I could really care less, anywhere is fine with me. I like
middle of the lineup… a lot of guys seem to be on base; you get more opportunity
Do you adjust your approach and/or mentality depending on where you bat in the lineup?
Maybe in the first inning is the first time
it would be different just because you don’t want your first batter up there
swinging at everything because in the game, you want your bigger guys who
hit in the middle of the order, who hit for power be able to see what this guy
has on the mound. You know, first, second, maybe even third batter see a few
pitches so maybe we can see the breaking pitches or his off-speeds.
What is your opinion on small ball? It seems like suicide squeezes are kind of a dying art.
It’s very important–especially when you get to the seventh,
eighth, ninth inning, if you need to move a runner over… I think you’re right, you
don’t see the squeeze bunt much anymore mainly because a lot of third basemen years ago were a lot bigger guys; they couldn’t move as well. Now third
basemen [and] first basemen are a lot more athletic. I think they can make those plays
and get the ball home. Maybe that’s why you don’t see it as much, but sac bunts
are just as important as they have always been.
If you had to pitch against yourself, what weaknesses would you take advantage of at this point?
I know my positives: I could hit a fastball really well,
so I would attack myself with offspeed early in the count because I’m aggressive
early in the count: I look for fastballs.
What do you think fans overlook or take for granted the most?
Just the day-to-day grind. It’s tough–especially straight out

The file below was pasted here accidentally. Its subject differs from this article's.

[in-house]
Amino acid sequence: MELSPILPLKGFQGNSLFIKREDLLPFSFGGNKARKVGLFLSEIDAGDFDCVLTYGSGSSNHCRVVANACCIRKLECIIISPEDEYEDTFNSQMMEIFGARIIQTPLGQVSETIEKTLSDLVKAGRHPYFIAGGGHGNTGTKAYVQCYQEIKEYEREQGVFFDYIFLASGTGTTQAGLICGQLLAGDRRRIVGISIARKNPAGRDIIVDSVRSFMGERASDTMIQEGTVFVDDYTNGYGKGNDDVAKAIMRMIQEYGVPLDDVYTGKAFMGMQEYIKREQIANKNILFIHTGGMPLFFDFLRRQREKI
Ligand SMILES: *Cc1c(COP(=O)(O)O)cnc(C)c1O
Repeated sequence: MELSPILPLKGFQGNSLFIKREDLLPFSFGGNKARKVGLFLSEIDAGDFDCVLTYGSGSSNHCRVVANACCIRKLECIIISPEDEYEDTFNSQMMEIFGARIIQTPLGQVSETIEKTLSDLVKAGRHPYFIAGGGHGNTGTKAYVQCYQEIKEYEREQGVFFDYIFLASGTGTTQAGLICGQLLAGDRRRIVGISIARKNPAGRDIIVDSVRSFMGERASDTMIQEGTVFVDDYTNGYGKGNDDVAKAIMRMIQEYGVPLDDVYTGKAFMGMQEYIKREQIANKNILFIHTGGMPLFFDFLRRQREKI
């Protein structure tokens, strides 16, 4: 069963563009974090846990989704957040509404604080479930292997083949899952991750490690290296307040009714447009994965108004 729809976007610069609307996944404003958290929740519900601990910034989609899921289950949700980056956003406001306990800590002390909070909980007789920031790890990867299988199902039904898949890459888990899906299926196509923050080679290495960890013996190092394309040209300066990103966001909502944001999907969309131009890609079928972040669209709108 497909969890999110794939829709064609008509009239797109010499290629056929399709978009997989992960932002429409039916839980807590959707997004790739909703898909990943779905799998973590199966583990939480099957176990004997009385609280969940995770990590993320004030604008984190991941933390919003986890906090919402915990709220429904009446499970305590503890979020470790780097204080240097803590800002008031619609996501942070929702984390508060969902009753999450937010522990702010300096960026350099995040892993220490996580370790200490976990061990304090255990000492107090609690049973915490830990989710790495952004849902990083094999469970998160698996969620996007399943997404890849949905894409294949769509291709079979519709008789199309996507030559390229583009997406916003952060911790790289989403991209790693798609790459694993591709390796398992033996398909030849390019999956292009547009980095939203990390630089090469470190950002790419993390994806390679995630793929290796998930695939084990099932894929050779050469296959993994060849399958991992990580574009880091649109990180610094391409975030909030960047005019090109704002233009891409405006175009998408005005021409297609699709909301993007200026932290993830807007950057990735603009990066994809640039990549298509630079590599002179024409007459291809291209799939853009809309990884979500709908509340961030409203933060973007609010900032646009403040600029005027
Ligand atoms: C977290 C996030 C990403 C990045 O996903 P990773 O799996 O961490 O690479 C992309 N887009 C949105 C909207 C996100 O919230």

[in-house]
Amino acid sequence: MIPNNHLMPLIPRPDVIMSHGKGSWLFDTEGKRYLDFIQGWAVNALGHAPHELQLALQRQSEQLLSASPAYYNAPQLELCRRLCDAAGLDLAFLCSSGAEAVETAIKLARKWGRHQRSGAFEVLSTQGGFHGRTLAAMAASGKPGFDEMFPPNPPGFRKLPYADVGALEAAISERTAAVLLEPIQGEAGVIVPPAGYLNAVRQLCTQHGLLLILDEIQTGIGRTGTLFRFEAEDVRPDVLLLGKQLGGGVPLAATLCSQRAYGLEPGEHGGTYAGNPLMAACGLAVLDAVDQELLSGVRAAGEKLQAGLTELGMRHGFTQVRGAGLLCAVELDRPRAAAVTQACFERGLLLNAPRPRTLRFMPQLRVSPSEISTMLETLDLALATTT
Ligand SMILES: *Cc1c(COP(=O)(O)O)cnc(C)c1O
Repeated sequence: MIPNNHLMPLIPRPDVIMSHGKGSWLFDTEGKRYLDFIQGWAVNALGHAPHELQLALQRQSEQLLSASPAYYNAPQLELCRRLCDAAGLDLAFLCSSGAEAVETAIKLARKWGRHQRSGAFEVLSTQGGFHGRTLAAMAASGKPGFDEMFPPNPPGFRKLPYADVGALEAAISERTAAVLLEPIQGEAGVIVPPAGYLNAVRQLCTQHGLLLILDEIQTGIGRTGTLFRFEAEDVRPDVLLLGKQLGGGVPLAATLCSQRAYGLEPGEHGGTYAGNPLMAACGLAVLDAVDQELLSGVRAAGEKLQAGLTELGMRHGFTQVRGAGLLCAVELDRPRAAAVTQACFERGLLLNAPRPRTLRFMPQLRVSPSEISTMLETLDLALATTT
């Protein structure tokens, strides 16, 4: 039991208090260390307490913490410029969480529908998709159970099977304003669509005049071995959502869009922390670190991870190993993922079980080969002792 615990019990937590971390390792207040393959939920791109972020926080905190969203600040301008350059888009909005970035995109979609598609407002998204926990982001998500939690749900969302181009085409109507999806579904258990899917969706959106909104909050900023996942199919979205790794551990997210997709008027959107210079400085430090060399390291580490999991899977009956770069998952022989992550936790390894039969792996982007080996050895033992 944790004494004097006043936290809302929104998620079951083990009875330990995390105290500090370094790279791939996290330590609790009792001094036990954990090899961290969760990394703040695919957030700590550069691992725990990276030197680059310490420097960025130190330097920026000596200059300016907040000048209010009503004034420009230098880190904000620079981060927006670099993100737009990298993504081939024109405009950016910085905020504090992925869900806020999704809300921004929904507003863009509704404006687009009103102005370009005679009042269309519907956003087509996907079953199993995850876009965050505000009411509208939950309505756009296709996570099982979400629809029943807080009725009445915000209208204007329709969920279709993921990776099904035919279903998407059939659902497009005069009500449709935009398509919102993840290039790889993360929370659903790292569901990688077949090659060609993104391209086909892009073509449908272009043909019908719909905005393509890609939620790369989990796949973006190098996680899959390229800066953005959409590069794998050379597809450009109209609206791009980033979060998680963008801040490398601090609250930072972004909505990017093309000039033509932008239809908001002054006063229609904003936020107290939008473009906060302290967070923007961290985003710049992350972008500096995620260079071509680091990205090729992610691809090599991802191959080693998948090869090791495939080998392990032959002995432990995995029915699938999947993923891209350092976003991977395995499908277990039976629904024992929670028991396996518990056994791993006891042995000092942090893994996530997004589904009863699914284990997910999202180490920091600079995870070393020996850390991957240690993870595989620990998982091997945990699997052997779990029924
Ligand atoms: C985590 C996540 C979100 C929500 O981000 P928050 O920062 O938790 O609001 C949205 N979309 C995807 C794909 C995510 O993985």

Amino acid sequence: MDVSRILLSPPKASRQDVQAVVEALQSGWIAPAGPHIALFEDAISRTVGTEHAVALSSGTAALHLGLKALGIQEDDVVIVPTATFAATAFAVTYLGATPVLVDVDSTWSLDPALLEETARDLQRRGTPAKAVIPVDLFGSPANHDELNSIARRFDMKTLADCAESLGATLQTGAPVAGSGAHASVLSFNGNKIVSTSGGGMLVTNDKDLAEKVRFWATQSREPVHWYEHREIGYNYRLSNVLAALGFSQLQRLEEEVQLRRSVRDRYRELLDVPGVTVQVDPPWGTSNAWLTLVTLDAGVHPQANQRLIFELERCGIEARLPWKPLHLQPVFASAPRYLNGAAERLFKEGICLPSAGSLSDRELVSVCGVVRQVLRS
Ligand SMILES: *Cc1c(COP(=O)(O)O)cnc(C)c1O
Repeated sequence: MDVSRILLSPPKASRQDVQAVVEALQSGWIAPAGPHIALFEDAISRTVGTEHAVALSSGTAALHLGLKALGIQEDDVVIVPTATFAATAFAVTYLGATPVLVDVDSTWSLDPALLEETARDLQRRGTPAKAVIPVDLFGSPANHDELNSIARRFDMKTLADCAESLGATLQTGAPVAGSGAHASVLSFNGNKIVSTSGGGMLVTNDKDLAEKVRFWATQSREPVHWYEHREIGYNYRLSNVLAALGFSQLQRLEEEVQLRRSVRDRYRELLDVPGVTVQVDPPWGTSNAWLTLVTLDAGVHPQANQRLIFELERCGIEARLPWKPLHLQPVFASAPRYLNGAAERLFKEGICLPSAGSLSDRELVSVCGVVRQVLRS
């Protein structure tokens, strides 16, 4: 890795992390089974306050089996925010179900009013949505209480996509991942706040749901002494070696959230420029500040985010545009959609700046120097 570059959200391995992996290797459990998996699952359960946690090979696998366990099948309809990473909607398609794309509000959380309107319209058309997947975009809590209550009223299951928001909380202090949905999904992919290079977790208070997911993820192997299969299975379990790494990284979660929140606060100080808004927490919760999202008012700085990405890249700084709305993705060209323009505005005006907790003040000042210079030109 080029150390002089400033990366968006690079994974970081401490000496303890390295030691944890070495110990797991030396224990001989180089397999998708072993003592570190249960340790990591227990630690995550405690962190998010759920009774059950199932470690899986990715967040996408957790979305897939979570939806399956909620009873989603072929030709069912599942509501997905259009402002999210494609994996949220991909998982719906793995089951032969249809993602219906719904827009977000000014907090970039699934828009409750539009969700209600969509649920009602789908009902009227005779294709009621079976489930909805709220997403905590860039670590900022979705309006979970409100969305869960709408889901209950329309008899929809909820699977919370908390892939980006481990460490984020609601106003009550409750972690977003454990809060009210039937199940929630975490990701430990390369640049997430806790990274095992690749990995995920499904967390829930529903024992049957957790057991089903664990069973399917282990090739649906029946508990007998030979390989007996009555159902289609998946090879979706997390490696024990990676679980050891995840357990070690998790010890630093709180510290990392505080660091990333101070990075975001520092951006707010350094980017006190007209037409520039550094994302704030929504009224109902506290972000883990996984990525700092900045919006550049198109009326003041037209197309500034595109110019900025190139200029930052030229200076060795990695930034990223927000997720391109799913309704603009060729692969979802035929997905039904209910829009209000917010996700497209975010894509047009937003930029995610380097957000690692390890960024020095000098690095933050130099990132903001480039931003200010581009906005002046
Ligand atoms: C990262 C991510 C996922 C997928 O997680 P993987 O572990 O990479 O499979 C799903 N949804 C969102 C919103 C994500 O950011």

of high school it’s tough to adapt [from] being at home, being with your family,
in your comfort zone… then you’re here on your own for eight months. It’s tough, it’s
something you definitely have to get used to, but once you can get past the fact
of ‘I’m not home; I’m not going to see my family, my friends, my girlfriend… once you get
past that, and you say, ‘OK, I’m here; this is my job; this is my life now; I’m gonna
play baseball; you can focus on that, and it’s a lot of fun.
What is the biggest thing you’re working on this spring training?
Just staying consistent with my approach offensively and
defensively… my footwork defensively just getting good jumps on ballsat third base.
You have been called up a couple of times already this spring. Describe that process for us.
Normally we find out the day of, or the day before. I’ve been
lucky enough to go to four games, and I’ve started two of them, so it’s a lot of
fun. For me, I’m really just a sponge when I’m up there. I just want to soak
in everything, and see how they go about their business because ultimately,
that’s where we want to be, so just follow them, see what they’re doing, see how they
do their cage work, their defensive work before the game in BP, and just try to
change my game a little bit to how they do it.
What is the best thing you have learned so far?
Just effort level, really. You kind of have to pace yourself. With them, it’s 162 games–even more than that–just pace yourself. You cant be 100% everyday. If you have 90% to give, that’s what you give. If you push past
that, you might get hurt or you could be out for a few months.
What has been the highlight of your career so far?
Probably in Lowell my first year when we played the Futures
at Fenway, I had the walk off hit in the 12th inning, so that was a
lot of fun. I’d have to say that so far.